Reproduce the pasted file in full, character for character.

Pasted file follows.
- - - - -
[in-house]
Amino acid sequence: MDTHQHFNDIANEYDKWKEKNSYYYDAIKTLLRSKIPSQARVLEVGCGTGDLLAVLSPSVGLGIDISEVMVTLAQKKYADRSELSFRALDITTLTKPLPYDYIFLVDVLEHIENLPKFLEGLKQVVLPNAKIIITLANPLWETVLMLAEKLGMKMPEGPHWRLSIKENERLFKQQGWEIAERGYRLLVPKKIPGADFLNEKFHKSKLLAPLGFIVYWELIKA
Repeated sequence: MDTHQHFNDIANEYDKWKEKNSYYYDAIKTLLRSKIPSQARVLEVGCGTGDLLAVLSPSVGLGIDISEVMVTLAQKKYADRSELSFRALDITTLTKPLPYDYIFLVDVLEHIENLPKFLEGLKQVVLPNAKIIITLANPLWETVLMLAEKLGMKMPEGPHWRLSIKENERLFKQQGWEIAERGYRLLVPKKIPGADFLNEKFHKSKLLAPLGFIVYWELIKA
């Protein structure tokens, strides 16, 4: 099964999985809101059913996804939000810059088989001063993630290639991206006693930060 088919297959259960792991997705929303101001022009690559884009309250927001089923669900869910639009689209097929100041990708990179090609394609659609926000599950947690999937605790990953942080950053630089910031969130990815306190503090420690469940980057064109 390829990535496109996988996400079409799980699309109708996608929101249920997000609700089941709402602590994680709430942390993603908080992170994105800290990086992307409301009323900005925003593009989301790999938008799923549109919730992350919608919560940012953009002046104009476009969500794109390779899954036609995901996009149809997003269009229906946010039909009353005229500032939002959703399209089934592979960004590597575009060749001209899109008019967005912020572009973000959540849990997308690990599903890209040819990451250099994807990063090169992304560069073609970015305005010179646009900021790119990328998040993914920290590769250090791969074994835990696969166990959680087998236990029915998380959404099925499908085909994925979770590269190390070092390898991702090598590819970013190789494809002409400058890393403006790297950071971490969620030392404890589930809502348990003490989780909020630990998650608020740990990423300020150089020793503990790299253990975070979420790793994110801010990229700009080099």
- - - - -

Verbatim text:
[in-house]
Amino acid sequence: MDTHQHFNDIANEYDKWKEKNSYYYDAIKTLLRSKIPSQARVLEVGCGTGDLLAVLSPSVGLGIDISEVMVTLAQKKYADRSELSFRALDITTLTKPLPYDYIFLVDVLEHIENLPKFLEGLKQVVLPNAKIIITLANPLWETVLMLAEKLGMKMPEGPHWRLSIKENERLFKQQGWEIAERGYRLLVPKKIPGADFLNEKFHKSKLLAPLGFIVYWELIKA
Repeated sequence: MDTHQHFNDIANEYDKWKEKNSYYYDAIKTLLRSKIPSQARVLEVGCGTGDLLAVLSPSVGLGIDISEVMVTLAQKKYADRSELSFRALDITTLTKPLPYDYIFLVDVLEHIENLPKFLEGLKQVVLPNAKIIITLANPLWETVLMLAEKLGMKMPEGPHWRLSIKENERLFKQQGWEIAERGYRLLVPKKIPGADFLNEKFHKSKLLAPLGFIVYWELIKA
């Protein structure tokens, strides 16, 4: 099964999985809101059913996804939000810059088989001063993630290639991206006693930060 088919297959259960792991997705929303101001022009690559884009309250927001089923669900869910639009689209097929100041990708990179090609394609659609926000599950947690999937605790990953942080950053630089910031969130990815306190503090420690469940980057064109 390829990535496109996988996400079409799980699309109708996608929101249920997000609700089941709402602590994680709430942390993603908080992170994105800290990086992307409301009323900005925003593009989301790999938008799923549109919730992350919608919560940012953009002046104009476009969500794109390779899954036609995901996009149809997003269009229906946010039909009353005229500032939002959703399209089934592979960004590597575009060749001209899109008019967005912020572009973000959540849990997308690990599903890209040819990451250099994807990063090169992304560069073609970015305005010179646009900021790119990328998040993914920290590769250090791969074994835990696969166990959680087998236990029915998380959404099925499908085909994925979770590269190390070092390898991702090598590819970013190789494809002409400058890393403006790297950071971490969620030392404890589930809502348990003490989780909020630990998650608020740990990423300020150089020793503990790299253990975070979420790793994110801010990229700009080099």